Billions: the Long and the Short of it

Billions has arrived and it seems that the relationships will be the most important issues on the show. Therefore it probably is not necessary to be able to understand what Bobby is saying when he is talking about Lumetherm, Electric Sol and Southern Wind or what he says when speaking to the reporter about Arcadian Railroad.

However, generally speaking people do not like it when they do not understand something. In fact we don’t like not understanding which is why we  have added a Glossary to the blog with definitions for words that we hear on the show and make us go ‘what?’  We invite you all to let us know if there is a word or words you have heard which we haven’t added yet.

A big thank you to Lady Trader who took the time to look this over and ensure we have it down right.

There are two terms which seem particularly important to understand. They are both mentioned during the pilot and no doubt will be important moving forward.

They are “stay long” meaning long position and “go short” meaning short position. Bobby tells Danzig to ‘go short’ on Lumetherm. Bill later advises that they should ‘go short’ on another stock (Superior Auto) as well. So what does this mean exactly?

Long or ‘long position’ is where you expect the value of stock to rise. You buy this stock and own it.

Short or ‘short position’ is where you expect the value of stock to fall. You borrow this stock rather than own it. You then sell it. However, you must later buy the stock back.

source: Showtime
source: Showtime

‘Covering’ is the term related to the short position. That is, when you short, you are selling the stock on the basis you expect it to fall in value and thus when you buy it back or ‘cover’ you expect to do so for less than you sold it and make a profit. However, if you get it wrong and the stock price rises, you must still cover the position and will make a loss.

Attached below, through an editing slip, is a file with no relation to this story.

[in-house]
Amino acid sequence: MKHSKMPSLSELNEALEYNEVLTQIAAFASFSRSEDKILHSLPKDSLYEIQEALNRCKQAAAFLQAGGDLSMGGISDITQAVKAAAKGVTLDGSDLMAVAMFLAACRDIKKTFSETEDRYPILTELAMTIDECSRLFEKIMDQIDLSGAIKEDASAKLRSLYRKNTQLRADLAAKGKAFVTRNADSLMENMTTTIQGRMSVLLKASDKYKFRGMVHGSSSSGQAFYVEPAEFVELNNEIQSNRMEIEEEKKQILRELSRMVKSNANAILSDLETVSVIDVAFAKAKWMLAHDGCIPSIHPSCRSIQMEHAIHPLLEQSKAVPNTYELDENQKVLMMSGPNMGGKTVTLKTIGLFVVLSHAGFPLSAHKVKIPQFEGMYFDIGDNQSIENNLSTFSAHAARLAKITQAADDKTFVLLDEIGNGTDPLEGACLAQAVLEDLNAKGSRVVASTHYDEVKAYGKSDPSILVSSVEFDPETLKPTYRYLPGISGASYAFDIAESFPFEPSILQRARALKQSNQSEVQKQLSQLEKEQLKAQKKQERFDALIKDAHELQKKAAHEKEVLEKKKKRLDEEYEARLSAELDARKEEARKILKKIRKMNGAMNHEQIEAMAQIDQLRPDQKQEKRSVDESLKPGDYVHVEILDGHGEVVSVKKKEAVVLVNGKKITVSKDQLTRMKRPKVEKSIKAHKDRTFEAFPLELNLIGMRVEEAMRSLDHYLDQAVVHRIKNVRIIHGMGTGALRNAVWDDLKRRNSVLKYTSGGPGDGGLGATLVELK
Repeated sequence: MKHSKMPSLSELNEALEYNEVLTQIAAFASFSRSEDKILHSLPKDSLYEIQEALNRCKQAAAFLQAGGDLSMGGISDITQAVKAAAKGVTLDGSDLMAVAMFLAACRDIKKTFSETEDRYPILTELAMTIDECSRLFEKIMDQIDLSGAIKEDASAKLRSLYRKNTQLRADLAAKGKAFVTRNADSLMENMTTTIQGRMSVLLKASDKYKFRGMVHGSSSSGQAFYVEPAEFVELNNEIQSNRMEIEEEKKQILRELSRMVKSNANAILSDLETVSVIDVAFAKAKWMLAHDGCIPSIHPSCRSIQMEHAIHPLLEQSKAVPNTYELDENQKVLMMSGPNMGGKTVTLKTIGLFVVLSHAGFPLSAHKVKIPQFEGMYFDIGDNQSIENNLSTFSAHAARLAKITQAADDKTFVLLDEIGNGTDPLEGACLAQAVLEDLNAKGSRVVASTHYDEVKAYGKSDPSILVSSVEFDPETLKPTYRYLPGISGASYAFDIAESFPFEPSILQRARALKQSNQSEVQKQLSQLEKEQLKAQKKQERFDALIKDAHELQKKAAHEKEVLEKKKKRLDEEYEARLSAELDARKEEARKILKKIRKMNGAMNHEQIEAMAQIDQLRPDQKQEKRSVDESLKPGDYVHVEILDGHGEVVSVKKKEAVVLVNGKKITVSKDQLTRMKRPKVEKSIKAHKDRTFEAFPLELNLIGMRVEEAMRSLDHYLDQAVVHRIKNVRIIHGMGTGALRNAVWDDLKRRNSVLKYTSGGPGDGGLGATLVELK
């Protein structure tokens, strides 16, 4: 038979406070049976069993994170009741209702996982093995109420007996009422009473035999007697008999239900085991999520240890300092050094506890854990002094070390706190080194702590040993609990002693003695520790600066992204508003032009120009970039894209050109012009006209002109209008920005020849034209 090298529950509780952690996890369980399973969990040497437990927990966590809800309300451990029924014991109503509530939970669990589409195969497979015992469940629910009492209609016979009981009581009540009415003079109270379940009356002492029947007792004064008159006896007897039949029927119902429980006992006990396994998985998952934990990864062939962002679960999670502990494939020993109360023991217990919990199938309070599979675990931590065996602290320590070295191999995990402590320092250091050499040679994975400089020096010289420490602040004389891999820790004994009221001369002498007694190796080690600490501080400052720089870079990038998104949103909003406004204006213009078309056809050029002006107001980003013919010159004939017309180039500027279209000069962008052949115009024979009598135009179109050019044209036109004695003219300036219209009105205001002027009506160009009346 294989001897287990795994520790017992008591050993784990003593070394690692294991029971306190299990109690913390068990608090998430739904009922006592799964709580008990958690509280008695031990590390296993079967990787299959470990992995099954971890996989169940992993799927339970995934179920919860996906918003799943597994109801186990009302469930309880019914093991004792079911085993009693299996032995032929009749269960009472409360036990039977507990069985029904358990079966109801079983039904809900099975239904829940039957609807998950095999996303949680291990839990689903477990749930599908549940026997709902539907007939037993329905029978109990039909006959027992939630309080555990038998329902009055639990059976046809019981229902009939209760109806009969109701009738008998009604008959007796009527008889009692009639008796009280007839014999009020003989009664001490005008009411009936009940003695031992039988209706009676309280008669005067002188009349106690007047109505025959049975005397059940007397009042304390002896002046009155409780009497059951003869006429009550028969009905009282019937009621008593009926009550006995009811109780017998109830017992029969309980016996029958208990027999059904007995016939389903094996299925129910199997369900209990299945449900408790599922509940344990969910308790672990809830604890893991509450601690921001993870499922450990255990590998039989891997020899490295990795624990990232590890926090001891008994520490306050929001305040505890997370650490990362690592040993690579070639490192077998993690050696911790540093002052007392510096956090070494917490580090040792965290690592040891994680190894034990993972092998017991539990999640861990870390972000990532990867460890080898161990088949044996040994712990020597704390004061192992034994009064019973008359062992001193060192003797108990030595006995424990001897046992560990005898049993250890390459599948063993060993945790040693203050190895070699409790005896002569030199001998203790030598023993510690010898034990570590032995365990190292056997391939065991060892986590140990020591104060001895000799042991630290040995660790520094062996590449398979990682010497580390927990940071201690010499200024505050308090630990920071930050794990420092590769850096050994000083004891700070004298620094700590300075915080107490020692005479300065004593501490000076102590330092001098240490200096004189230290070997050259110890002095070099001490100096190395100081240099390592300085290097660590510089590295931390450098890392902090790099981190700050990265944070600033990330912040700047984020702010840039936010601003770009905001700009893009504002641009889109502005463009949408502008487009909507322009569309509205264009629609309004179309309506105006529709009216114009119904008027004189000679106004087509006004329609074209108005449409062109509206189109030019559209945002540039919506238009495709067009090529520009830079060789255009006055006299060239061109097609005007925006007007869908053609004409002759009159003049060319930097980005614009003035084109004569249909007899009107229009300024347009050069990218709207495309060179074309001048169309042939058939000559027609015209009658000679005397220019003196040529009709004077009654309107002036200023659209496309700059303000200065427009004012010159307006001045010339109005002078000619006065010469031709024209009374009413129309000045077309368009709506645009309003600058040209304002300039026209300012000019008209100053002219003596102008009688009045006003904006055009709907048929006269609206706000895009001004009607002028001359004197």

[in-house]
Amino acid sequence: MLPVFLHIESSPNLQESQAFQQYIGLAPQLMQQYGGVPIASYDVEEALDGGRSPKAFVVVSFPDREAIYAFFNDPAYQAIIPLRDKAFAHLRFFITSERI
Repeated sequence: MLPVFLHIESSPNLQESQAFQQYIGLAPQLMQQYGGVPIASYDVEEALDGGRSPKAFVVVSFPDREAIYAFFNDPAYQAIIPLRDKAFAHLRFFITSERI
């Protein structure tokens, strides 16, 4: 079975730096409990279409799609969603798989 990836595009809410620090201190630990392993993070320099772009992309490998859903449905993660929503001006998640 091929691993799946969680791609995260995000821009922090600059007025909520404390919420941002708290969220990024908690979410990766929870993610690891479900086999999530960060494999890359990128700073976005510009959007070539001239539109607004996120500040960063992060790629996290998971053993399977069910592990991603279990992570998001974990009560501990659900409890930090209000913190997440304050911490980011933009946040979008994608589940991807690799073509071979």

Portfolio – a group of stocks, bonds and other financial investments.

Axe is in charge of the whole gig at Axe capital and everyone runs everything past him, but who are the people who take care of your portfolio?

Portfolio Manager – The person or persons responsible for the management of the portfolio day-to-day.

Portfolio Managers we have seen on Billions so far include Danzig, Pouch and Bill.

Analyst – does the research. They analyse the data and then make recommendations to the Portfolio Manager.

We meet Danzig’s new Analyst, Ben Kim, in the Pilot. Always beware the new guy when entering a world on a TV show. He has yet to earn his ‘can be trusted’ stripes.

Trader – once an Analyst has made a recommendation to their Portfolio Manager, the Portfolio Manager will then decide what to do with that information and will instruct the Trader to carry out the buy or sale.

There is a reason that, when you are learning to read, you start with a book that is mostly pictures and only some words.

There is a reason that, when you are learning to count, your work book has pictures of 5 balls and 5 balloons and asks you how many objects there are altogether.

It is easier for a child to think visually.

The same may be said for adults i.e. for those of us not stock market jargon aficionados, hearing what is said has us scratching our heads, but if we see the words written down we have a better shot at trying to understand it.

We are going to attempt to explain them using some examples we have cooked up.

Firstly: – Damianista = Portfolio Manager; TBkWrm = Analyst; and JaniaJania = Trader.

We are going to use T-shirts as an example because T-shirts are something you can understand easier than saying 100 Lumetherm shares. What the heck is Lumetherm? – I can’t visualize 100 Lumetherm shares!

Example 1 – long